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3 simple hacks to reduce stress during COVID


“One of the best pieces of advice I ever got was from a horse master. He told me to go slow to go fast. I think that applies to everything in life. We live as though there aren't enough hours in the day but if we do each thing calmly and carefully, we will get it done quicker and with much less stress.” 

- Viggo Mortensen


How do you keep your sanity in check during COVID? 

We’ve all been seeing article headlines like this lately. But no one seems to offer short, practical advice that doesn't involve working out 2 hours a day or becoming a monk. Well, as a member of the fast-paced and stress-inducing start-up world, I'm sharing real hacks to save your time and effort, and to reduce stress.

Let’s dive in. 🌊

1. 5-minute exercise

“To enjoy the glow of good health, you must exercise.”

-Gene Tunney

Did you know that working out for just 5 minutes can greatly reduce anxiety and stress? 

According to a 2016 research, “1-minute bursts of intense exercise within a 10-minute routine, could improve insulin sensitivity (lowering your blood sugar) and cardiometabolic health as well as a 50-minute workout.”


And what do you know, the benefits proved similar.

This isn’t a surprise.


Exercise, physical activities in general, produce endorphins—chemicals in the brain that act as natural painkillers—and improve the ability to sleep, which in turn reduces stress.


It’s all about pumping that blood and allocating them throughout the body. No need to hit the gym and spend 2 hours on that treadmill. Unless, you desperately want a six-pack and those vein-pumping forearms.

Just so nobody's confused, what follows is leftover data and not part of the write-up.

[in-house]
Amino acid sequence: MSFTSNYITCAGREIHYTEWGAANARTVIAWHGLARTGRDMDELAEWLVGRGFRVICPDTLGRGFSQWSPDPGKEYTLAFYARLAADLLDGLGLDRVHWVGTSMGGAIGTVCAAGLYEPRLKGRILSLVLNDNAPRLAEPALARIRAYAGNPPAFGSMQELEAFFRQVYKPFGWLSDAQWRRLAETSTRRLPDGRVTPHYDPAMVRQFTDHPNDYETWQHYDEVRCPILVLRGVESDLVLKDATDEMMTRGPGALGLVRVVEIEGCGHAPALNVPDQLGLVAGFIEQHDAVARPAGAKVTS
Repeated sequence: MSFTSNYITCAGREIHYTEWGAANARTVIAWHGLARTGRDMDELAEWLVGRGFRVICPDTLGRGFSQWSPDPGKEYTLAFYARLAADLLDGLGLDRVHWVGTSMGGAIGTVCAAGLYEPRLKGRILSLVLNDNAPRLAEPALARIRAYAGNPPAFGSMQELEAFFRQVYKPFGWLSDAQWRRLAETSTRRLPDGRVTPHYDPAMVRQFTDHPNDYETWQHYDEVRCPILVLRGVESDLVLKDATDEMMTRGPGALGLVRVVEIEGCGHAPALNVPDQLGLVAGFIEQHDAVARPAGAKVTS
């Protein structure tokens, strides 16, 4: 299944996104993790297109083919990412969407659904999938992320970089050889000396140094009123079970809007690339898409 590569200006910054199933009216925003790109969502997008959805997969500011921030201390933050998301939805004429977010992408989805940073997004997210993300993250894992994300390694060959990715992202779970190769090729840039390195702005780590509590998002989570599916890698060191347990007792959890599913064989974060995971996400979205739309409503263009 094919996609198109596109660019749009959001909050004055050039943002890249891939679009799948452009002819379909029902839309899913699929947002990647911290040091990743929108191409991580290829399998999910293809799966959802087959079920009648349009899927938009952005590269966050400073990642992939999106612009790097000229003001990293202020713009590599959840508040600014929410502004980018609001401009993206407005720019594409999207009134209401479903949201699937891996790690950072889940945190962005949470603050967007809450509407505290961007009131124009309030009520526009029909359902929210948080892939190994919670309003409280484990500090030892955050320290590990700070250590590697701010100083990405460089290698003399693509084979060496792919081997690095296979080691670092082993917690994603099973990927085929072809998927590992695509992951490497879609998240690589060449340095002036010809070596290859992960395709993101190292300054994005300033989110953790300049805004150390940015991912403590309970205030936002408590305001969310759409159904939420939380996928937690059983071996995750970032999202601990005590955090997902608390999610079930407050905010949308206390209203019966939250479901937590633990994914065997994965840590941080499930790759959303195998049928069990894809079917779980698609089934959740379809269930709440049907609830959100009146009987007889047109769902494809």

But don’t know where to start? Start with something like this.

Once you get accustomed to 5 minutes, push it to 10 minutes and more. Oh, you don’t have 5 minutes or a yoga mat? You live in a small New York apartment with neighbors that can hear every step you take?


Fine. 


Focus on bodyweight exercises like push-ups and leg raises. But seriously, no excuses here for most people.


You can start celebrating small wins with others at briantingle”. Find like-minded people that’ll support you and hold you accountable.


2. Reading and Learning

“It’s what you learn after you know it all that counts.”

-Harry S Truman


Yale says that reading can add at least +2 to your life expectancy.

According to their research, they looked at “3,635 people aged 50 and older and found said that reading a book for 30 minutes a day added two years to one’s life span.” Unfortunately, this was true only for the “book readers,” not magazine or newspaper readers. Book readers had a “20-percent lower chance of dying during a 12-year period”.

Another study from the University of Sussex in Great Britain “showed that reading even six minutes a day reduces stress by 68 percent,” equivalent to listening to soothing music.

While reading, your mind wanders into the author’s worldview, taking a deep dive into different perspectives and underlying messages that manifested as stress in your daily life. Your stress is reduced as you figure out answers and get closure.

So, what are you doing tonight?  

I know I’ll be reading AND listening to music, gaining +4 years in life expectancy. It’s almost a video game.


3. Breathing & Meditation

"Breathe."

-Anonymous


Don’t worry, you don’t need to mediate or enter nirvana for 2 hours a day. That’s not the point of this article.

Before you start the day, or when you feel stressed out, follow this proven deep breathing technique that anyone can do.

  • Lie down or sit comfortably

  • Place hand on the belly

  • Deeply inhale through nose

  • Slowly exhale through mouth

  • Feel the belly go up and down

  • Repeat for a few minutes

Technically, this is another form of meditation. And we all know what benefits meditation provides. Just by taking deep breaths throughout the day, you’ll be able to manage stress and anxiety with greater control. 

You could also combine it with exercise and reading to maximize the effect.


Exercise Read Breathe

“Within you, there is a stillness and a sanctuary to which you can retreat at any time and be yourself.”

-Hermann Hesse

Here’s the recap

  • Do a quick 5-minute exercise

  • Read an enjoyable book (or learn something new)

  • Breathe deeply with your belly

Start with the above list to reduce stress during these tough times. They are quick, easy, and don’t cost a dime. Now go create healthy habits with braintingle

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